Dr Ranjana Srivastava at Samsara in Mount Waverley.Credit:Simon Schluter
I have left myself too little time to get from town to the suburban Eastern Mediterranean diner chosen by oncologist and author Ranjana Srivastava for lunch, so I fire off an apologetic, slightly harried text. I am anxious not to put a crimp in the day of a woman who spends her working hours dealing with much larger problems than my five-minutes lateness.
On arrival at Samsara in Mount Waverley, it quickly transpires that a small delay is a speck of discomfort compared with the mountain of it Dr Srivastava has already climbed. The woman whose radio voice is the essence of soothing calm appears as composed as you'd expect, but she has a morning that would level most of us.
"I lost a patient this morning," she says, shortly after we sit down to chat about her latest book of medical and life perspectives A Better Death: Conversations about the art of living and dying well (her sixth). "He was 35 and had a particularly advanced cancer [of the brain]. His mother was sitting with him and I sat with her – he has a wife and he has two little children – and I said to his mum, 'I feel this every bit as a parent, I've got children'.
"And his mum said, 'He never drank, he never smoked, he was a good boy, why is this happening to him?' And I said, 'I have no answers and my heart is breaking'. Just standing there, everybody was so sad. She was at his bedside for days."
After leaving his hospital room, this imperturbable-seeming cancer doctor of more than 20 years went to the car park she had used "every single day for 10 to 15 years" and promptly smashed her car hard against a barrier while reversing. So if you ever wondered whether your inscrutable specialist is affected by the experiences they live through with patients, there's the hint of an answer.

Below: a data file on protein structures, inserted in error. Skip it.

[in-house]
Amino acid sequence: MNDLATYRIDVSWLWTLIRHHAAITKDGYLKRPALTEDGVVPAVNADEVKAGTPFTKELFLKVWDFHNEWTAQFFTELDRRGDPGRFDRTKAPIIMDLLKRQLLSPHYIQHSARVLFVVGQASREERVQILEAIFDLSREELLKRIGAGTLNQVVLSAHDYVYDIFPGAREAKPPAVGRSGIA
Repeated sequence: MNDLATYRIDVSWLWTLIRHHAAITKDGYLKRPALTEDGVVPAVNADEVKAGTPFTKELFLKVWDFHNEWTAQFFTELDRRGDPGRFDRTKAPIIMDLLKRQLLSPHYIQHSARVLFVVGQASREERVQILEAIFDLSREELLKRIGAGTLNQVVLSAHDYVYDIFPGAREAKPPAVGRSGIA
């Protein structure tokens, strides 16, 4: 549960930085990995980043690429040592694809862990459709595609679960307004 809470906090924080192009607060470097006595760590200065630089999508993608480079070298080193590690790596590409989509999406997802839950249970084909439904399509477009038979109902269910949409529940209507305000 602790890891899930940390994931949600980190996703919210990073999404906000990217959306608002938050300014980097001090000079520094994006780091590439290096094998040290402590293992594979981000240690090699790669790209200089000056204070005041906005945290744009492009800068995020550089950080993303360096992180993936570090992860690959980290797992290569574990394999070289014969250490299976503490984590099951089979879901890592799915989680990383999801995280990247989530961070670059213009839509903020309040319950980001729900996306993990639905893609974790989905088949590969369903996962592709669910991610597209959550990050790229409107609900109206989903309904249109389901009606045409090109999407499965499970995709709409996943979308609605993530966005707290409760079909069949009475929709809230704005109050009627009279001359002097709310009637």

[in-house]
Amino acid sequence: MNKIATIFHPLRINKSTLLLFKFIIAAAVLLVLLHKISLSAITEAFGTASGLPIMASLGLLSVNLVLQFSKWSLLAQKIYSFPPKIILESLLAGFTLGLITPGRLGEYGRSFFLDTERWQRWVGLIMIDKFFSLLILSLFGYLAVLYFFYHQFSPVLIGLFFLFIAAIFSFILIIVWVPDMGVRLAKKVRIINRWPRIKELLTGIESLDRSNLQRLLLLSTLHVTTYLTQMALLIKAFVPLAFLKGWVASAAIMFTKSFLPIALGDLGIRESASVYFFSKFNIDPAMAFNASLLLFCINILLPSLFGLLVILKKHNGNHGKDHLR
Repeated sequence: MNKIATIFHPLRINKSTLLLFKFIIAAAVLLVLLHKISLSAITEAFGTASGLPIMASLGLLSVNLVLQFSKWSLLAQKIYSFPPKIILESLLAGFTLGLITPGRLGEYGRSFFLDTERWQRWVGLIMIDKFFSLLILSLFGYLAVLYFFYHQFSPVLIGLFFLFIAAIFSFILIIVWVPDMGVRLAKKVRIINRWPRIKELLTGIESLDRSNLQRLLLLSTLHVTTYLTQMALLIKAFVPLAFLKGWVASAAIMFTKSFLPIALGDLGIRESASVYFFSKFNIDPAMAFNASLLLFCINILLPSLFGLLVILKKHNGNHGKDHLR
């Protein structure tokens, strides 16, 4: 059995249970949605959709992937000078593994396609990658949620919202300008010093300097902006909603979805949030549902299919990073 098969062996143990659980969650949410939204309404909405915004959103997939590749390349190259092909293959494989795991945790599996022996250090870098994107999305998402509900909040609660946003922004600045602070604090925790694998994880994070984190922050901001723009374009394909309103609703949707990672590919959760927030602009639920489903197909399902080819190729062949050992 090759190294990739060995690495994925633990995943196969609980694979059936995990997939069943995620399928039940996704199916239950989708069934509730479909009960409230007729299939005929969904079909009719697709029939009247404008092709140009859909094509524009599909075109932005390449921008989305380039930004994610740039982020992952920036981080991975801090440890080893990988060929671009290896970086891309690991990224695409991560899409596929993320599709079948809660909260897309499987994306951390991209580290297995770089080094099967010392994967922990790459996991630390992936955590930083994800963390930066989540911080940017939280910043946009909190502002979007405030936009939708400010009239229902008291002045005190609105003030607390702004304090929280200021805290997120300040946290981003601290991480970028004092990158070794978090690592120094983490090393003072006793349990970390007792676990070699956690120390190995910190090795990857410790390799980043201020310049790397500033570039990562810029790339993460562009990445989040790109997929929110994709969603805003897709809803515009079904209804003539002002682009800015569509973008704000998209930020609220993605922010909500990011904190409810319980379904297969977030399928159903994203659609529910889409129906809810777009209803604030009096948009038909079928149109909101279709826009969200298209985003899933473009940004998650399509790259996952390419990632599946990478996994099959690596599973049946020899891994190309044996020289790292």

Falafel and haloumi. Credit:Simon Schluter
Australian-born (her Indian physicist academic father was doing his PhD in Canberra), Indian and American-raised Srivastava confesses it was tempting to get mad at herself, but she simply could not bring herself to. "[It was] stupid, massive damage, I'm fine but it was an expensive bingle – by myself! I was partly upset, partly distracted by thoughts about general life … I got out and looked at it and said, 'Yep, it needs repair. [But] someone died. And it's OK, and I'm OK.' I think [seeing people pass away] does, if you are willing to engage in with it, put things in perspective."
A mother of three, Fulbright scholar and medical media personality Srivastava says attempting to maintain a psychological barrier between yourself and the pain you witness is one way long-term medical professionals could choose to cope.
"One thing you could do is say, 'Someone died, I had a bad day, let's move on I'm not going to think about it', which is one way of moving forward and showing up to do your job every single day – to put up this distance. And we all need some, otherwise you would be a mess and a wreck and couldn't go back."